I study how marine/environmental science impacts regulatory systems and governance. I am interested in a systems analysis of the coastal zone, particularly the effects of inland human activities including climate change on water quality, biodiversity, and fisheries.
My courses include Ocean Law, Coastal Law, A Systems Approach to Food, Energy, Water and Climate, United States Marine Policy, Marine Spatial Planning, and Steinbeck's Pacific. I teach for Fisheries and Wildlife, the School of Public Policy, Marine Resource Management, and the University Honors College.
Holly V. Campbell holds a JD with certificates in ocean and coastal and environmental law from the University of Oregon, a master of laws (LL.M.) in natural resource law from the University of Utah, and a Ph.D. in environmental sciences specializing in marine resource management from Oregon State University. She is at work on an interdisciplinary book about nonpoint source water pollution, including ecosystem services and coastal effects (Routledge). Holly teaches marine policy, coastal law and policy, ocean law, marine spatial planning, and other courses. Her research interests include international ocean and coastal governance and policy, land-ocean interactions and the effects of human uses (such as pathogens and pollutants) on coastal water quality and biodiversity. Holly was a Fulbright Research Fellow to Canada in fall 2013. She held internships with the Federal Energy Regulatory Commission (Washington D.C., 2008) and worked with the Ecosystem Services Research Project-Nitrogen research group at the Freshwater Ecology Branch of the Western Ecology Division, United States Environmental Protection Agency (Corvallis, Oregon 2010-2012).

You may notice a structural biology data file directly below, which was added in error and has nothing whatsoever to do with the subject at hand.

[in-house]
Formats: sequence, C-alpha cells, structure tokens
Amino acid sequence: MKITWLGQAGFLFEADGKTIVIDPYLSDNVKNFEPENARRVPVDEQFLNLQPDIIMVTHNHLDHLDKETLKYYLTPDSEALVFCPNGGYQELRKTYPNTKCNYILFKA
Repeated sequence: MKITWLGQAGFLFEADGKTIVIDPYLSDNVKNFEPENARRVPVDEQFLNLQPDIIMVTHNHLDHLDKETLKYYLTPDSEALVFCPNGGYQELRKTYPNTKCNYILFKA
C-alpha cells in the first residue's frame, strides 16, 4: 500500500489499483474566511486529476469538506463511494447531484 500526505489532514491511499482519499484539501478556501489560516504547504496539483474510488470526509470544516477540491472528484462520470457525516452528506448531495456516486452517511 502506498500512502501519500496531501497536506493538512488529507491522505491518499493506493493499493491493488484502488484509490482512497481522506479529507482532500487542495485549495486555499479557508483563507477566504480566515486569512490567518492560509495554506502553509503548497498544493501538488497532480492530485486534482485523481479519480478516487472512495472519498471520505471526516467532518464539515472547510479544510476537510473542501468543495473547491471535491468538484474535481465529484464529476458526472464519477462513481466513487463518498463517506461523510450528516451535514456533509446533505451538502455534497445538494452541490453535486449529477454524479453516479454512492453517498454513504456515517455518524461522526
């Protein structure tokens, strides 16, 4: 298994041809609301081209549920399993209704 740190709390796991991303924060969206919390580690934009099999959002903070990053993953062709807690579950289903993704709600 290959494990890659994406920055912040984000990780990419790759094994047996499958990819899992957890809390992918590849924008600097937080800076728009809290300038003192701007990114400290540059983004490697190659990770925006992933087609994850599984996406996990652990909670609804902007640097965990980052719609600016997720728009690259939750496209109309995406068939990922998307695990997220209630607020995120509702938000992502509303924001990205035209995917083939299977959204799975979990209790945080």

I love to grow gorgeous roses.